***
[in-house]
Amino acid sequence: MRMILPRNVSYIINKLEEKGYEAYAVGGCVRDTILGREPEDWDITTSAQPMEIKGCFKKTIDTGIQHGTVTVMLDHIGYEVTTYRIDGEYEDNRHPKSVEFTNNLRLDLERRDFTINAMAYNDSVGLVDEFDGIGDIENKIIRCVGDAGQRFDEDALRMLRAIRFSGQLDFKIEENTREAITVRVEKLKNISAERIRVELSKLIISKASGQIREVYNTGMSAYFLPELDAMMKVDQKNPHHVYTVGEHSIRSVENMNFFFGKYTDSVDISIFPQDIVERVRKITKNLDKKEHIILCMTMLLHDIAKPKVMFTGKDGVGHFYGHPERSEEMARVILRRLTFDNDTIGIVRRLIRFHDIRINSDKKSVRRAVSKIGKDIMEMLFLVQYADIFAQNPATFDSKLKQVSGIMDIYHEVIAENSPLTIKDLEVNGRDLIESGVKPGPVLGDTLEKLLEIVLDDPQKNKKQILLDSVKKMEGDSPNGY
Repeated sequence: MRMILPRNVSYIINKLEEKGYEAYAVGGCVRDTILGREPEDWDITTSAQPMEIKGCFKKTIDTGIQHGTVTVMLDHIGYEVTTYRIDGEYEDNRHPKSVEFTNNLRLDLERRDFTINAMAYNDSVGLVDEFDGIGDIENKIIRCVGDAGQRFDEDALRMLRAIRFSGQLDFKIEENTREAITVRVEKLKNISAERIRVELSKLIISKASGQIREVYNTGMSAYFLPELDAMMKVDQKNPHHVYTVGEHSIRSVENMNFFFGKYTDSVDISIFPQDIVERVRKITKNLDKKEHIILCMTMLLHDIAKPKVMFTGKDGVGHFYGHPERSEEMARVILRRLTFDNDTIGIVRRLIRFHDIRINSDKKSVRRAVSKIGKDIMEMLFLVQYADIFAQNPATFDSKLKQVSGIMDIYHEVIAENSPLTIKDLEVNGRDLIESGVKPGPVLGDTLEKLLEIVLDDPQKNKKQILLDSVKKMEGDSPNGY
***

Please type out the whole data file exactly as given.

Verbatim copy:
[in-house]
Amino acid sequence: MRMILPRNVSYIINKLEEKGYEAYAVGGCVRDTILGREPEDWDITTSAQPMEIKGCFKKTIDTGIQHGTVTVMLDHIGYEVTTYRIDGEYEDNRHPKSVEFTNNLRLDLERRDFTINAMAYNDSVGLVDEFDGIGDIENKIIRCVGDAGQRFDEDALRMLRAIRFSGQLDFKIEENTREAITVRVEKLKNISAERIRVELSKLIISKASGQIREVYNTGMSAYFLPELDAMMKVDQKNPHHVYTVGEHSIRSVENMNFFFGKYTDSVDISIFPQDIVERVRKITKNLDKKEHIILCMTMLLHDIAKPKVMFTGKDGVGHFYGHPERSEEMARVILRRLTFDNDTIGIVRRLIRFHDIRINSDKKSVRRAVSKIGKDIMEMLFLVQYADIFAQNPATFDSKLKQVSGIMDIYHEVIAENSPLTIKDLEVNGRDLIESGVKPGPVLGDTLEKLLEIVLDDPQKNKKQILLDSVKKMEGDSPNGY
Repeated sequence: MRMILPRNVSYIINKLEEKGYEAYAVGGCVRDTILGREPEDWDITTSAQPMEIKGCFKKTIDTGIQHGTVTVMLDHIGYEVTTYRIDGEYEDNRHPKSVEFTNNLRLDLERRDFTINAMAYNDSVGLVDEFDGIGDIENKIIRCVGDAGQRFDEDALRMLRAIRFSGQLDFKIEENTREAITVRVEKLKNISAERIRVELSKLIISKASGQIREVYNTGMSAYFLPELDAMMKVDQKNPHHVYTVGEHSIRSVENMNFFFGKYTDSVDISIFPQDIVERVRKITKNLDKKEHIILCMTMLLHDIAKPKVMFTGKDGVGHFYGHPERSEEMARVILRRLTFDNDTIGIVRRLIRFHDIRINSDKKSVRRAVSKIGKDIMEMLFLVQYADIFAQNPATFDSKLKQVSGIMDIYHEVIAENSPLTIKDLEVNGRDLIESGVKPGPVLGDTLEKLLEIVLDDPQKNKKQILLDSVKKMEGDSPNGY